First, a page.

Are UCLA Fraternities Working Toward a Safer Campus for Women?

Design by Jenny Dodge

On Jan. 17, the UCLA Interfraternity Council (IFC) banned alcohol at all in-house events, and thus brought an end to notorious Thursday night frat parties for the foreseeable future. This ban was enacted after fourth-year fraternity member Benjamin Orr was arrested on charges of sexual assault. But according to rumors circulating within UCLA Greek life over the past few months, this incident was far from the only trigger.

Amidst a growing wave of sexual assault accusations in the media, sexual violence has become a more common topic of discussion. In a society where roughly two out of three rapes go unreported, it is nearly impossible to know the extent to which assaults are occurring on our campus. Reports of campus rapes to UCPD more than doubled from 2015 to 2016. Whether this reflects an increase in incidents or a greater tendency for survivors to come forward is unknown.

IFC President Noah Mayer emphasized his council’s dedication to improving the fraternity culture and ending sexual assaults in Greek life. Mayer said, “There’s a lot of changes coming, hopefully changes that will leave lasting positive impact.” He listed possibilities for reform such as third-party security guards and well-defined boundaries during parties, potentially restricting access to bedrooms. While these proposals are well-intended, they are ultimately Band-Aid solutions to a problem that is inherently embedded in fraternity culture, as Mayer acknowledged.

When asked about the rumored fall quarter date-rape drugging and sexual assault allegations in IFC fraternity houses, Mayer said, “I can confirm that there were (allegations), but what I can’t confirm, because there’s no statistical evidence, is that there were more or less than before.” Of course, the fact that any of these terrible crimes occurred at all is shameful, regardless of comparisons to previous years.

Mayer was unable to comment on the status of ongoing investigations, citing interference with the IFC judicial process. Three years ago, IFC only investigated one allegation the entire year. Last year, they investigated 27. Mayer could not speak as to whether or not police are involved as well.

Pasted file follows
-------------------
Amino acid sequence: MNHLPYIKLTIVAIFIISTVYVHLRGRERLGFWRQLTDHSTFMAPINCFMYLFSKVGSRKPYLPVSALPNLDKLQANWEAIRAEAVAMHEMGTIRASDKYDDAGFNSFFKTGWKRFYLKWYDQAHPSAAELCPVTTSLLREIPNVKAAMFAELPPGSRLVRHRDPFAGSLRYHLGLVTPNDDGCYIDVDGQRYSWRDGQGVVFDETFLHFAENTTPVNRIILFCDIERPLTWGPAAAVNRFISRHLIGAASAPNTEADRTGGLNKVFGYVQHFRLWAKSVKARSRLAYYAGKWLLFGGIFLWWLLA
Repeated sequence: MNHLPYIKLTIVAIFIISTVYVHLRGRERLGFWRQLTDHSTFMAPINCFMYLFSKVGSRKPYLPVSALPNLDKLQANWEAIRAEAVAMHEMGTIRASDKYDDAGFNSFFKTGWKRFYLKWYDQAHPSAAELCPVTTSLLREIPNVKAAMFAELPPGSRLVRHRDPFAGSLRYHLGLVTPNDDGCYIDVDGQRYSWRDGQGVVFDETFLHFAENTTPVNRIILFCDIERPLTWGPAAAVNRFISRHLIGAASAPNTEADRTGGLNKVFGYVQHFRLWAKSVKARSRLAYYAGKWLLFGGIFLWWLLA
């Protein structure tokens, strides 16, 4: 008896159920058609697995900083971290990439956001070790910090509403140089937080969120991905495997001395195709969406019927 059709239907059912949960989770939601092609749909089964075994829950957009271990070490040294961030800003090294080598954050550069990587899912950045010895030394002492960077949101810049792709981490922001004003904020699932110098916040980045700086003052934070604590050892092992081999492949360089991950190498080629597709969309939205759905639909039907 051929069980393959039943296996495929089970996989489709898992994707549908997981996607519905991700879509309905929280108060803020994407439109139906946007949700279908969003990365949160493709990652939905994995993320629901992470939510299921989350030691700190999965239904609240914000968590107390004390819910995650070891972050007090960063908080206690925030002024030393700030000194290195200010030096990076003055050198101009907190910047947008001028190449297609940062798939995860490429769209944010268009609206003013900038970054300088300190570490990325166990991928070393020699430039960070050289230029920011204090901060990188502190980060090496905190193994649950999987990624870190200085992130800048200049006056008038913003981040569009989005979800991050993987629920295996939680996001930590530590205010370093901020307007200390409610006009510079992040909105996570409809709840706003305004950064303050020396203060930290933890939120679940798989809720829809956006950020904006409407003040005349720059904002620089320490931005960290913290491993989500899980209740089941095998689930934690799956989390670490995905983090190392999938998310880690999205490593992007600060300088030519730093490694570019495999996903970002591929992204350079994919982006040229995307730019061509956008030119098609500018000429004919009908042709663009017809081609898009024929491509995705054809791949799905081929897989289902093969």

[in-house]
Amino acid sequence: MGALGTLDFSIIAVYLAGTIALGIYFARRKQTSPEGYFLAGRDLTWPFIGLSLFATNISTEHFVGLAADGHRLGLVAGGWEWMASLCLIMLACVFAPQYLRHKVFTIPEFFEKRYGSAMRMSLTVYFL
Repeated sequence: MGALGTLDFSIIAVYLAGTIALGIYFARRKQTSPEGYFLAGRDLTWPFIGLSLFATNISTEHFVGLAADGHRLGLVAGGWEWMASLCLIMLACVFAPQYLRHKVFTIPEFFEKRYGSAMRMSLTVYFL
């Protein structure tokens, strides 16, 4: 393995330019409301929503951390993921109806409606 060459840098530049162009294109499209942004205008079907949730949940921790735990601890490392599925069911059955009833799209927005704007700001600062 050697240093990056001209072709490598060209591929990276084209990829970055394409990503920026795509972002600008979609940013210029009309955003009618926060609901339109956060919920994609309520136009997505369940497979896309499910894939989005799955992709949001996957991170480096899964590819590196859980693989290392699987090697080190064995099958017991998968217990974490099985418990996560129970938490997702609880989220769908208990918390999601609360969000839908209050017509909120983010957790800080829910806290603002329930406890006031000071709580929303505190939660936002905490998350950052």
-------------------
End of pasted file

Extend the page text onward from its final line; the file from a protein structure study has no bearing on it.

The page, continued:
UCLA Pi Beta Phi President Peyton Van Riper stated that she was aware of fall quarter fraternity drugging and assault allegation numbers in the double digits.

Van Riper was Vice President of Event Planning for Pi Beta Phi last quarter and stated that IFC and Panhellenic Council postponed scheduling fraternity-sorority social events because every IFC fraternity had to submit a new “risk management” policy beforehand. IFC’s risk management bylaws contain all of their regulations for safely hosting events and are not solely limited to assault prevention. Mayer, who was president of Alpha Epsilon Pi last quarter, said that his fraternity did not rewrite their risk management policy. They faced no consequences.

In response to a Daily Bruin editorial calling for the end of fraternity parties with alcohol, Mayer  said that the Greek community still wants to return to hosting in-house events, but in a safer manner. While calls to eliminate fraternities are nothing new, as UCLA becomes more aware of sexual assault incidents (and perhaps more fearful of the implications for its reputation), this outcome seems perhaps more realistic now than in previous years.

Rape-prevention programs for fraternity men can make a difference in the number of sexual assault occurrences. However, both Mayer and Van Riper, as well as several other members of Greek life, expressed disappointment with the current mandatory programming. The program is put together without input from fraternities or sororities, and is known for being ineffective and disappointing to Greek life members.

For instance, many sorority members were frustrated with being required to attend last year’s workshop, which focused solely on toxic masculinity and did not touch on the issues that they had wanted to see covered, such as bystander intervention in sexual assault prevention. Furthermore, the workshop was scheduled immediately following a popular fraternity event, and a sizable proportion of the attendees were drunk, creating an environment that was offensive in its unproductivity.

While it is unknown whether the mandatory programming for all of Greek life will be restructured, there are plans for other educational programs for fraternity men in the works. Mayer said, “We’re changing our education strategy. Right now there’s one New Member Forum every quarter for all the new members. We’re switching that to four, and all four are mandatory. Each one is going to cover a different topic, being sexual assault, alcohol and drug abuse, toxic masculinity, and whatever we decide on a fourth topic, just to try to build a more well-rounded education.” While the classes are not yet fully planned out, programs promoting empathy for survivors and techniques for bystander intervention have been shown to be effective.

Mayer added that IFC stands behind every sexual assault survivor and hopes to work toward both encouraging a safe environment for survivors to report and eradicating sexual assault on campus entirely. He did not specify how IFC supports survivors. He stressed the importance of changing the Greek life climate and member lifestyles in order to prevent sexual violence.

Whether or not IFC will succeed in overhauling fraternity culture, and whether those changes will be enough to protect women on our campus, remains to be seen.

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